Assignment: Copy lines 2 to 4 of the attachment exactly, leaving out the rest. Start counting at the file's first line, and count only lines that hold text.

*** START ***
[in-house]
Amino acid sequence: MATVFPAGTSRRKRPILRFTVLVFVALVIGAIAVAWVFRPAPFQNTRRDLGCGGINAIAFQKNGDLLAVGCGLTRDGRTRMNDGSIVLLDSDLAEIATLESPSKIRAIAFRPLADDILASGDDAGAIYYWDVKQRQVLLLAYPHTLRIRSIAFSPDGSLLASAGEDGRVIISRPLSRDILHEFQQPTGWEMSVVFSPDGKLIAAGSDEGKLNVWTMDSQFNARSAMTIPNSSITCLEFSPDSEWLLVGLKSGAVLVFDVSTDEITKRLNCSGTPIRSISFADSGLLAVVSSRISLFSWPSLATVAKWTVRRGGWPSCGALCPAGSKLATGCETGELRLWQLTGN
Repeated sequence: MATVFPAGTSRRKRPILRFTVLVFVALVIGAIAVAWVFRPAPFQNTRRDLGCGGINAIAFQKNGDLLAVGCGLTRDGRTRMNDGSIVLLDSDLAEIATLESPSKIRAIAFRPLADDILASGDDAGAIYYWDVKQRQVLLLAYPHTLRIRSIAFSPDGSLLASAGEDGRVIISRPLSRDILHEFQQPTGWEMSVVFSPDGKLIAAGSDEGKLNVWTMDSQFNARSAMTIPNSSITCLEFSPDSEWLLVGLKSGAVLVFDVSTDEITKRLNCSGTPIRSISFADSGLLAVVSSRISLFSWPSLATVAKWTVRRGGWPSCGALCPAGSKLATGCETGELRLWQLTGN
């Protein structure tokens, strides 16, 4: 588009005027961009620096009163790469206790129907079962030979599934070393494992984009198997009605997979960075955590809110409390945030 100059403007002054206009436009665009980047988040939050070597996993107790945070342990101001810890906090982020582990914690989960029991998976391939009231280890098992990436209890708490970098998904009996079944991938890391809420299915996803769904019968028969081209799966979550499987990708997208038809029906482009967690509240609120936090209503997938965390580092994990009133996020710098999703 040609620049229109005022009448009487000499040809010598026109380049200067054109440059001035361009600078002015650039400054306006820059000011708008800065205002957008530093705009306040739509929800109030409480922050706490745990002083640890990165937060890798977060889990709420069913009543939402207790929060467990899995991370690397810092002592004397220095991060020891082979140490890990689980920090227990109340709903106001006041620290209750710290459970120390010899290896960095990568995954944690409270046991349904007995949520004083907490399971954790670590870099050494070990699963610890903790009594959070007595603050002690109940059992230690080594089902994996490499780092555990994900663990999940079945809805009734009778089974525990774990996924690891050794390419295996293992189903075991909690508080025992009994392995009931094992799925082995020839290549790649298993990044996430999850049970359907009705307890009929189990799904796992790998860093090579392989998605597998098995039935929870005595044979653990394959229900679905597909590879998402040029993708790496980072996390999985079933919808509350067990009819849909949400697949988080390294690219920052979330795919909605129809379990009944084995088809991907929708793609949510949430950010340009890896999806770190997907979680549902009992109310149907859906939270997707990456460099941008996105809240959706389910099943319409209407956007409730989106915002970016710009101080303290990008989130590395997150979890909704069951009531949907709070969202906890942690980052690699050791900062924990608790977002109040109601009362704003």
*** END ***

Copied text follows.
Amino acid sequence: MATVFPAGTSRRKRPILRFTVLVFVALVIGAIAVAWVFRPAPFQNTRRDLGCGGINAIAFQKNGDLLAVGCGLTRDGRTRMNDGSIVLLDSDLAEIATLESPSKIRAIAFRPLADDILASGDDAGAIYYWDVKQRQVLLLAYPHTLRIRSIAFSPDGSLLASAGEDGRVIISRPLSRDILHEFQQPTGWEMSVVFSPDGKLIAAGSDEGKLNVWTMDSQFNARSAMTIPNSSITCLEFSPDSEWLLVGLKSGAVLVFDVSTDEITKRLNCSGTPIRSISFADSGLLAVVSSRISLFSWPSLATVAKWTVRRGGWPSCGALCPAGSKLATGCETGELRLWQLTGN
Repeated sequence: MATVFPAGTSRRKRPILRFTVLVFVALVIGAIAVAWVFRPAPFQNTRRDLGCGGINAIAFQKNGDLLAVGCGLTRDGRTRMNDGSIVLLDSDLAEIATLESPSKIRAIAFRPLADDILASGDDAGAIYYWDVKQRQVLLLAYPHTLRIRSIAFSPDGSLLASAGEDGRVIISRPLSRDILHEFQQPTGWEMSVVFSPDGKLIAAGSDEGKLNVWTMDSQFNARSAMTIPNSSITCLEFSPDSEWLLVGLKSGAVLVFDVSTDEITKRLNCSGTPIRSISFADSGLLAVVSSRISLFSWPSLATVAKWTVRRGGWPSCGALCPAGSKLATGCETGELRLWQLTGN
């Protein structure tokens, strides 16, 4: 588009005027961009620096009163790469206790129907079962030979599934070393494992984009198997009605997979960075955590809110409390945030 100059403007002054206009436009665009980047988040939050070597996993107790945070342990101001810890906090982020582990914690989960029991998976391939009231280890098992990436209890708490970098998904009996079944991938890391809420299915996803769904019968028969081209799966979550499987990708997208038809029906482009967690509240609120936090209503997938965390580092994990009133996020710098999703 040609620049229109005022009448009487000499040809010598026109380049200067054109440059001035361009600078002015650039400054306006820059000011708008800065205002957008530093705009306040739509929800109030409480922050706490745990002083640890990165937060890798977060889990709420069913009543939402207790929060467990899995991370690397810092002592004397220095991060020891082979140490890990689980920090227990109340709903106001006041620290209750710290459970120390010899290896960095990568995954944690409270046991349904007995949520004083907490399971954790670590870099050494070990699963610890903790009594959070007595603050002690109940059992230690080594089902994996490499780092555990994900663990999940079945809805009734009778089974525990774990996924690891050794390419295996293992189903075991909690508080025992009994392995009931094992799925082995020839290549790649298993990044996430999850049970359907009705307890009929189990799904796992790998860093090579392989998605597998098995039935929870005595044979653990394959229900679905597909590879998402040029993708790496980072996390999985079933919808509350067990009819849909949400697949988080390294690219920052979330795919909605129809379990009944084995088809991907929708793609949510949430950010340009890896999806770190997907979680549902009992109310149907859906939270997707990456460099941008996105809240959706389910099943319409209407956007409730989106915002970016710009101080303290990008989130590395997150979890909704069951009531949907709070969202906890942690980052690699050791900062924990608790977002109040109601009362704003």